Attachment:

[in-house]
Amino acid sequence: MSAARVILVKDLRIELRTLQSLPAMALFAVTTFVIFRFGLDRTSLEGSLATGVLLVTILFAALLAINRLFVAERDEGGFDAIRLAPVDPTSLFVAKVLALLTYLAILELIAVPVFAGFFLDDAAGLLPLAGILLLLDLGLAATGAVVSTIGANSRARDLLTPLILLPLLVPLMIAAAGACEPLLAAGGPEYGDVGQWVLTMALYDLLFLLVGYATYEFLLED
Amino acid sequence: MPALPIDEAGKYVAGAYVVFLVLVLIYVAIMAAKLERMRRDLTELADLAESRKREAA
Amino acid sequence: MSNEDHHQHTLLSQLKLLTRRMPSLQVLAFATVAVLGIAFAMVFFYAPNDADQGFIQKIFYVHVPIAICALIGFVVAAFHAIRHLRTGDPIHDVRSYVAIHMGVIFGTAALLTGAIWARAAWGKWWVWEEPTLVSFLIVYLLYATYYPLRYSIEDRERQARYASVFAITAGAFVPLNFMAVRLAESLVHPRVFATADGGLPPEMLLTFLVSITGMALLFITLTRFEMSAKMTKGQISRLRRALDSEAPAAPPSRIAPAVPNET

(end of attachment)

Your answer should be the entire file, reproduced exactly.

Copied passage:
[in-house]
Amino acid sequence: MSAARVILVKDLRIELRTLQSLPAMALFAVTTFVIFRFGLDRTSLEGSLATGVLLVTILFAALLAINRLFVAERDEGGFDAIRLAPVDPTSLFVAKVLALLTYLAILELIAVPVFAGFFLDDAAGLLPLAGILLLLDLGLAATGAVVSTIGANSRARDLLTPLILLPLLVPLMIAAAGACEPLLAAGGPEYGDVGQWVLTMALYDLLFLLVGYATYEFLLED
Amino acid sequence: MPALPIDEAGKYVAGAYVVFLVLVLIYVAIMAAKLERMRRDLTELADLAESRKREAA
Amino acid sequence: MSNEDHHQHTLLSQLKLLTRRMPSLQVLAFATVAVLGIAFAMVFFYAPNDADQGFIQKIFYVHVPIAICALIGFVVAAFHAIRHLRTGDPIHDVRSYVAIHMGVIFGTAALLTGAIWARAAWGKWWVWEEPTLVSFLIVYLLYATYYPLRYSIEDRERQARYASVFAITAGAFVPLNFMAVRLAESLVHPRVFATADGGLPPEMLLTFLVSITGMALLFITLTRFEMSAKMTKGQISRLRRALDSEAPAAPPSRIAPAVPNET